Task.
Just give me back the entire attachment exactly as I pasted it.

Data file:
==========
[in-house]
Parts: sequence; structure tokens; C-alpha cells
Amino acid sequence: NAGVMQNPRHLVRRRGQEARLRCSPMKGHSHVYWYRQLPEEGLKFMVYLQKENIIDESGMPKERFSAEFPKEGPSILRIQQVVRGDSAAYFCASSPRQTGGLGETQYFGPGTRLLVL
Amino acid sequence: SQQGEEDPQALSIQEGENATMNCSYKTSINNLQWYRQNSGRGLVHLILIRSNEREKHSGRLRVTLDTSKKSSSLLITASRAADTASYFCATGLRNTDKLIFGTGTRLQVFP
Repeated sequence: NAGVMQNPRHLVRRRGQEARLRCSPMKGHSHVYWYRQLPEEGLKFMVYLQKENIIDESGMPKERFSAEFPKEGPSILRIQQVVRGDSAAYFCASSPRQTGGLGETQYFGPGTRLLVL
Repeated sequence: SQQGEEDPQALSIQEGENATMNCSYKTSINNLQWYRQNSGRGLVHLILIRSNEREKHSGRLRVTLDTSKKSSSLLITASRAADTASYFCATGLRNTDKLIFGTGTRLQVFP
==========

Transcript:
[in-house]
Parts: sequence; structure tokens; C-alpha cells
Amino acid sequence: NAGVMQNPRHLVRRRGQEARLRCSPMKGHSHVYWYRQLPEEGLKFMVYLQKENIIDESGMPKERFSAEFPKEGPSILRIQQVVRGDSAAYFCASSPRQTGGLGETQYFGPGTRLLVL
Amino acid sequence: SQQGEEDPQALSIQEGENATMNCSYKTSINNLQWYRQNSGRGLVHLILIRSNEREKHSGRLRVTLDTSKKSSSLLITASRAADTASYFCATGLRNTDKLIFGTGTRLQVFP
Repeated sequence: NAGVMQNPRHLVRRRGQEARLRCSPMKGHSHVYWYRQLPEEGLKFMVYLQKENIIDESGMPKERFSAEFPKEGPSILRIQQVVRGDSAAYFCASSPRQTGGLGETQYFGPGTRLLVL
Repeated sequence: SQQGEEDPQALSIQEGENATMNCSYKTSINNLQWYRQNSGRGLVHLILIRSNEREKHSGRLRVTLDTSKKSSSLLITASRAADTASYFCATGLRNTDKLIFGTGTRLQVFP